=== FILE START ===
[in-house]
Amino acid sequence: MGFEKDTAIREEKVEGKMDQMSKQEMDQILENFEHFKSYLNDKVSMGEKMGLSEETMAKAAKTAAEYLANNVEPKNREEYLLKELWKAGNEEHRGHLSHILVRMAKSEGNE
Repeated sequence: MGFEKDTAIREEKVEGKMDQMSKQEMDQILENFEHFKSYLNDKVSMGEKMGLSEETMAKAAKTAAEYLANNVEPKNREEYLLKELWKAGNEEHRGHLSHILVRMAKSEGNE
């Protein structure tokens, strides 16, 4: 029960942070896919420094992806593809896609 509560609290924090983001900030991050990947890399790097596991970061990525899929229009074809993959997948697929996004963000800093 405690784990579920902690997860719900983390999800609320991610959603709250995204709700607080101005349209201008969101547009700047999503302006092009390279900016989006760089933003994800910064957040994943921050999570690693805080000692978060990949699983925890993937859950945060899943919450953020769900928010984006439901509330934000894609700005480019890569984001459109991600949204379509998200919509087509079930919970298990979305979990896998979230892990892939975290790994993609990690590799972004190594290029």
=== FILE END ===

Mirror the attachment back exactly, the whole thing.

[in-house]
Amino acid sequence: MGFEKDTAIREEKVEGKMDQMSKQEMDQILENFEHFKSYLNDKVSMGEKMGLSEETMAKAAKTAAEYLANNVEPKNREEYLLKELWKAGNEEHRGHLSHILVRMAKSEGNE
Repeated sequence: MGFEKDTAIREEKVEGKMDQMSKQEMDQILENFEHFKSYLNDKVSMGEKMGLSEETMAKAAKTAAEYLANNVEPKNREEYLLKELWKAGNEEHRGHLSHILVRMAKSEGNE
């Protein structure tokens, strides 16, 4: 029960942070896919420094992806593809896609 509560609290924090983001900030991050990947890399790097596991970061990525899929229009074809993959997948697929996004963000800093 405690784990579920902690997860719900983390999800609320991610959603709250995204709700607080101005349209201008969101547009700047999503302006092009390279900016989006760089933003994800910064957040994943921050999570690693805080000692978060990949699983925890993937859950945060899943919450953020769900928010984006439901509330934000894609700005480019890569984001459109991600949204379509998200919509087509079930919970298990979305979990896998979230892990892939975290790994993609990690590799972004190594290029």